Mood swings, sudden tears
Trouble sleeping through the night
Irregular heart beat
Feelings of dread
Loss of libido
Difficulty concentrating and mental confusion
Disturbing memory lapses
Incontinence with sneezing
Aching, sore joints and muscles
Increased tension in muscles
Itchy, crawly skin
Weight gain and bloating
Gastrointestinal distress and indigestion
Hair loss or thinning
Changes in body odor
Electric shock sensation under the skin
Tingling in the extremities
Dizziness, light-headedness, episodes of loss of balance
Gum problems, increased bleeding
Burning tongue, burning roof of mouth, bad taste in mouth, change in breath odor
Changes in fingernails: softer, crack or break easier
Tinnitus: ringing in ears, bells, ‘whooshing,’ buzzing etc.
Guys who live with (peri)menopausal women, you can breathe now, it does subside. I know it is difficult. I feel sad for my husband sometimes when I am shut down, checked out and just trying to ride out a nasty mood.
I believe all of life’s transitions for both men and women are challenging. Passing through these stages allows us to see at our deepest level, the true nature of our character and our need for grace.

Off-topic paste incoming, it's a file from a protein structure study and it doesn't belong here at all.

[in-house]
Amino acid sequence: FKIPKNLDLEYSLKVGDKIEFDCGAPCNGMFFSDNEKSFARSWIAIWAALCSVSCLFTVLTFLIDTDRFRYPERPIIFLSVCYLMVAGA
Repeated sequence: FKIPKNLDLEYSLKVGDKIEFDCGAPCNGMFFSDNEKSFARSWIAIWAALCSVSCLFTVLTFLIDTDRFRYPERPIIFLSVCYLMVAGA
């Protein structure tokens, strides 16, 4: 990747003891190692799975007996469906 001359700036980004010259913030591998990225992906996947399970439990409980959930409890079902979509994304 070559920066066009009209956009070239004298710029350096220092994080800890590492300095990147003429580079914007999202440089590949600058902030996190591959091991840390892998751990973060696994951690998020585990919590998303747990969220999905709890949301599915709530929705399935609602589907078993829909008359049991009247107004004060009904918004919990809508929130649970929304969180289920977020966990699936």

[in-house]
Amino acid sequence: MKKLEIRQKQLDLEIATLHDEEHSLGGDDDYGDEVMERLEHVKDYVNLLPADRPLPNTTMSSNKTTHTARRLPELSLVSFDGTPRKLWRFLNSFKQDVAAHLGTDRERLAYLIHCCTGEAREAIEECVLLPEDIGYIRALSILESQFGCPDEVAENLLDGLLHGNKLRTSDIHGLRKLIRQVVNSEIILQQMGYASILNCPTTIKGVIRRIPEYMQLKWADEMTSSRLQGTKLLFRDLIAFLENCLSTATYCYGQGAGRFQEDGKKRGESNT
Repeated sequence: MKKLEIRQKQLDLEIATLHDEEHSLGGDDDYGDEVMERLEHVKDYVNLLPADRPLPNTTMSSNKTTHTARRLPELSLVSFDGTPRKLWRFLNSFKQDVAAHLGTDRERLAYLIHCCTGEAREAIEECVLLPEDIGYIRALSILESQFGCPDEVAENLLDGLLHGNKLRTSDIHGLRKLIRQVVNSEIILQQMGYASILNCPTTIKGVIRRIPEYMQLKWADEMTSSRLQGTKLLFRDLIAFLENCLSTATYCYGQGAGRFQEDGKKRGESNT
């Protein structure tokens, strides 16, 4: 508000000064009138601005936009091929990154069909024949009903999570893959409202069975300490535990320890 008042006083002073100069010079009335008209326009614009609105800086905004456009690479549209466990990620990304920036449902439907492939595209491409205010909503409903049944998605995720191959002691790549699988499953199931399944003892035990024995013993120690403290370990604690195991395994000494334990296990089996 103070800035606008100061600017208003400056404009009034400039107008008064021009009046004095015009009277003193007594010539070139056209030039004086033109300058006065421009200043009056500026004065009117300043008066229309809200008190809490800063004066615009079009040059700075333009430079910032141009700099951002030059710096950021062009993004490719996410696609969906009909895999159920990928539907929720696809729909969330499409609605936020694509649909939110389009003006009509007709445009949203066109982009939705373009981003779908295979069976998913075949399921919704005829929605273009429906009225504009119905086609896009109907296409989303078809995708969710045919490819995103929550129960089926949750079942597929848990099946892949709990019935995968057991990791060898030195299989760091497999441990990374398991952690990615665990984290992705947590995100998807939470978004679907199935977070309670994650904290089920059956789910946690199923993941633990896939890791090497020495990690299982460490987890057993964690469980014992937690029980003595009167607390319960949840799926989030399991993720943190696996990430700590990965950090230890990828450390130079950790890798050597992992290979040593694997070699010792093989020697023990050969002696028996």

The following is my husband’s point of view on me and my menopause (brace yourself):
“One beautiful Saturday morning about 10 years ago I am reading the paper and sipping on a Starbucks soaking in the stillness and solitude of our home, when I hear her footsteps descending the stairs. Jan rounds the corner and I notice that she looks like she just plowed 40 acres of land last night with a broken down mule. Being the observant male that I am with all the sensitivity that I could muster, I said, ” What’s wrong honey, you look horrible.” She looked at me with a hollowed out expression and said, “I don’t feel like me anymore. I don’t understand what is happening to my mind and body with this menopause stuff. I woke up feeling depressed and dreading the day.”